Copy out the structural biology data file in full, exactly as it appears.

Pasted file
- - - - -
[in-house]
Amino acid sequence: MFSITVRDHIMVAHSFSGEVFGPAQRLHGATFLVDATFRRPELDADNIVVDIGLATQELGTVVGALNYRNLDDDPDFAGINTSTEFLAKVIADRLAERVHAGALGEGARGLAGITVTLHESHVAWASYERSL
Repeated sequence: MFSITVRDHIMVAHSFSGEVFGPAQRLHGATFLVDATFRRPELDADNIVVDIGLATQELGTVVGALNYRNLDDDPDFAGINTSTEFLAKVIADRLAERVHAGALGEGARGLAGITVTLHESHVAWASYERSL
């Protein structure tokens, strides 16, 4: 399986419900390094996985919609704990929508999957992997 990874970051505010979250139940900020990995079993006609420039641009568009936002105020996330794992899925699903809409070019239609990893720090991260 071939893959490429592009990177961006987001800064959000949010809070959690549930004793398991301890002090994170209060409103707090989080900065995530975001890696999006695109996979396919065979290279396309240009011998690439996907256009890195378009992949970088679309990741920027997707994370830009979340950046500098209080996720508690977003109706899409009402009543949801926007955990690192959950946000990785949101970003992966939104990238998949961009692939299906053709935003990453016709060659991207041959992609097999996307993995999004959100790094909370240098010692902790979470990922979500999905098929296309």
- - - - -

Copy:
[in-house]
Amino acid sequence: MFSITVRDHIMVAHSFSGEVFGPAQRLHGATFLVDATFRRPELDADNIVVDIGLATQELGTVVGALNYRNLDDDPDFAGINTSTEFLAKVIADRLAERVHAGALGEGARGLAGITVTLHESHVAWASYERSL
Repeated sequence: MFSITVRDHIMVAHSFSGEVFGPAQRLHGATFLVDATFRRPELDADNIVVDIGLATQELGTVVGALNYRNLDDDPDFAGINTSTEFLAKVIADRLAERVHAGALGEGARGLAGITVTLHESHVAWASYERSL
């Protein structure tokens, strides 16, 4: 399986419900390094996985919609704990929508999957992997 990874970051505010979250139940900020990995079993006609420039641009568009936002105020996330794992899925699903809409070019239609990893720090991260 071939893959490429592009990177961006987001800064959000949010809070959690549930004793398991301890002090994170209060409103707090989080900065995530975001890696999006695109996979396919065979290279396309240009011998690439996907256009890195378009992949970088679309990741920027997707994370830009979340950046500098209080996720508690977003109706899409009402009543949801926007955990690192959950946000990785949101970003992966939104990238998949961009692939299906053709935003990453016709060659991207041959992609097999996307993995999004959100790094909370240098010692902790979470990922979500999905098929296309």